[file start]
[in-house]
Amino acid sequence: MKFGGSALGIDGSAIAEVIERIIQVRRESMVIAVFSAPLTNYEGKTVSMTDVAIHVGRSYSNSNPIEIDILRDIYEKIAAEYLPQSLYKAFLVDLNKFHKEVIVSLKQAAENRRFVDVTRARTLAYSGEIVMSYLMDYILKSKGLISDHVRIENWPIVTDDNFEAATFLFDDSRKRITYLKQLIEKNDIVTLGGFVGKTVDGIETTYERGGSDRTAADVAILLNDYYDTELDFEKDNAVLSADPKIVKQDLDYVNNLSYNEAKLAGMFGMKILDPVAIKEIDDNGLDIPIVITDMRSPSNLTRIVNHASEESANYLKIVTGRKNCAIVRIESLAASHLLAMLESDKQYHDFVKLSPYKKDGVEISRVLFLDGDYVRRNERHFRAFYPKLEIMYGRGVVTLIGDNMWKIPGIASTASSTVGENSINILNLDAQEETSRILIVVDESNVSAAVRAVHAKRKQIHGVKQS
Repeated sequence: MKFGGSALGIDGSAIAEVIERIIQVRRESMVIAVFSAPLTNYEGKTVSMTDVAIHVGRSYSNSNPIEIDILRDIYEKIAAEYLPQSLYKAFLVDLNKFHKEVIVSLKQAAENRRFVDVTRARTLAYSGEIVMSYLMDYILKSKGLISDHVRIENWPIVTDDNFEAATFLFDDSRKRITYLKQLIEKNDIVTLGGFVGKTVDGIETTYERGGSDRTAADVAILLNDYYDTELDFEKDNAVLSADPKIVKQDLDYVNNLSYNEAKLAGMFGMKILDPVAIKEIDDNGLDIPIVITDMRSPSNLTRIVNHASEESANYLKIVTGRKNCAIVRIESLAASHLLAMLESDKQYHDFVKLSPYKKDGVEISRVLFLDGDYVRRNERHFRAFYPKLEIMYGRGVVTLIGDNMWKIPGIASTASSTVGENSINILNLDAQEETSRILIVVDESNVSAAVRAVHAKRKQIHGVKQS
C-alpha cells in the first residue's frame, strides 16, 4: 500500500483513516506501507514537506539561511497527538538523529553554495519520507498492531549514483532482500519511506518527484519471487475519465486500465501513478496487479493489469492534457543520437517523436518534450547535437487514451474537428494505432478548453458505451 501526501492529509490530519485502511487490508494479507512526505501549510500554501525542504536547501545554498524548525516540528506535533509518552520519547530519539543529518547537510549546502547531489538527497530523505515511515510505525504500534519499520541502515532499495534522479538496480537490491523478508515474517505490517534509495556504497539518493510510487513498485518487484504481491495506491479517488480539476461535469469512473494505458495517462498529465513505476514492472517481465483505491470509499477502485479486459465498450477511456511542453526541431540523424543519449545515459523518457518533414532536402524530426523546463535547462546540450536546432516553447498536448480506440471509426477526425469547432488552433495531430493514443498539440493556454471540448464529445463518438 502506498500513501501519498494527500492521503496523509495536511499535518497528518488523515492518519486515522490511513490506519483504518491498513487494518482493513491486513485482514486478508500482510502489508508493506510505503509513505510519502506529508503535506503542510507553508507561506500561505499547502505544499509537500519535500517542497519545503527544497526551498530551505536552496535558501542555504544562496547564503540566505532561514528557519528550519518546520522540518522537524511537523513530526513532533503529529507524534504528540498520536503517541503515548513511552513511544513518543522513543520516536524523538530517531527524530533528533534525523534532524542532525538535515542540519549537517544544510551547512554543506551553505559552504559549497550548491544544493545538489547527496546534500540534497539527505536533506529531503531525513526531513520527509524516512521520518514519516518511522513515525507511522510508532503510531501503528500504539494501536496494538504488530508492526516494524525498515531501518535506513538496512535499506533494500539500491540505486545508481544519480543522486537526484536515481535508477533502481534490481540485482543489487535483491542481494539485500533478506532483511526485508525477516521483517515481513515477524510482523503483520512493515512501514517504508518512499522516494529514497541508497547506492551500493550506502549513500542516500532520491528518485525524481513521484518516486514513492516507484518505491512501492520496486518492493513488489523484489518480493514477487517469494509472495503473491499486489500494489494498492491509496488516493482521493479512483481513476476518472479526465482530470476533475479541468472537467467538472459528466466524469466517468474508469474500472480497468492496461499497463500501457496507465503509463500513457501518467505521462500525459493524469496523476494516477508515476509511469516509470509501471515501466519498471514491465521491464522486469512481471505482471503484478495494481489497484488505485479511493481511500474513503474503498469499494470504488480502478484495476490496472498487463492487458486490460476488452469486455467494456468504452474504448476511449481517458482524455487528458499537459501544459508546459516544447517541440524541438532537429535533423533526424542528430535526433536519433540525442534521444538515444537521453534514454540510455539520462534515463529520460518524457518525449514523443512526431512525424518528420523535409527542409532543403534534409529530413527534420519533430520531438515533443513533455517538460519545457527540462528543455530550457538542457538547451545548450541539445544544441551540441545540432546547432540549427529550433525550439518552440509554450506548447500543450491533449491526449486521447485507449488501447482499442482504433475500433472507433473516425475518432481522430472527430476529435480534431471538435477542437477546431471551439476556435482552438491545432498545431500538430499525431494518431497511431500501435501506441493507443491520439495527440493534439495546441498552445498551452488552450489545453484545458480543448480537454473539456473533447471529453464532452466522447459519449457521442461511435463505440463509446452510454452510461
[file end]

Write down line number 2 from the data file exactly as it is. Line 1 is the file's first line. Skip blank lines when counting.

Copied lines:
Amino acid sequence: MKFGGSALGIDGSAIAEVIERIIQVRRESMVIAVFSAPLTNYEGKTVSMTDVAIHVGRSYSNSNPIEIDILRDIYEKIAAEYLPQSLYKAFLVDLNKFHKEVIVSLKQAAENRRFVDVTRARTLAYSGEIVMSYLMDYILKSKGLISDHVRIENWPIVTDDNFEAATFLFDDSRKRITYLKQLIEKNDIVTLGGFVGKTVDGIETTYERGGSDRTAADVAILLNDYYDTELDFEKDNAVLSADPKIVKQDLDYVNNLSYNEAKLAGMFGMKILDPVAIKEIDDNGLDIPIVITDMRSPSNLTRIVNHASEESANYLKIVTGRKNCAIVRIESLAASHLLAMLESDKQYHDFVKLSPYKKDGVEISRVLFLDGDYVRRNERHFRAFYPKLEIMYGRGVVTLIGDNMWKIPGIASTASSTVGENSINILNLDAQEETSRILIVVDESNVSAAVRAVHAKRKQIHGVKQS